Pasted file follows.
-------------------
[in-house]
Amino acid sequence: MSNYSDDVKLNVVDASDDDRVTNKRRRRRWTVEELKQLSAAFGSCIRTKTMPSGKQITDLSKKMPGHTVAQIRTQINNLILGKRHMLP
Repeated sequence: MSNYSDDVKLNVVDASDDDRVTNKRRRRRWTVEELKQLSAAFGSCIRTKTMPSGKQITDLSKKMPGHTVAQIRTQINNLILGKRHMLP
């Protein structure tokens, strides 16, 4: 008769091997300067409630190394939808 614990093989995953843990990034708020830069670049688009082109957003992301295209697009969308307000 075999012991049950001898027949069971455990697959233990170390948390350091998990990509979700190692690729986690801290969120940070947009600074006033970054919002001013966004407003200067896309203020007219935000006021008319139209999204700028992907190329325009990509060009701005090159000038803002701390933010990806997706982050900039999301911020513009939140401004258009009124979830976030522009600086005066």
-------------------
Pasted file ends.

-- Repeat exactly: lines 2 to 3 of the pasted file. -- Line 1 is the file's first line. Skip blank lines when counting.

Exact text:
Amino acid sequence: MSNYSDDVKLNVVDASDDDRVTNKRRRRRWTVEELKQLSAAFGSCIRTKTMPSGKQITDLSKKMPGHTVAQIRTQINNLILGKRHMLP
Repeated sequence: MSNYSDDVKLNVVDASDDDRVTNKRRRRRWTVEELKQLSAAFGSCIRTKTMPSGKQITDLSKKMPGHTVAQIRTQINNLILGKRHMLP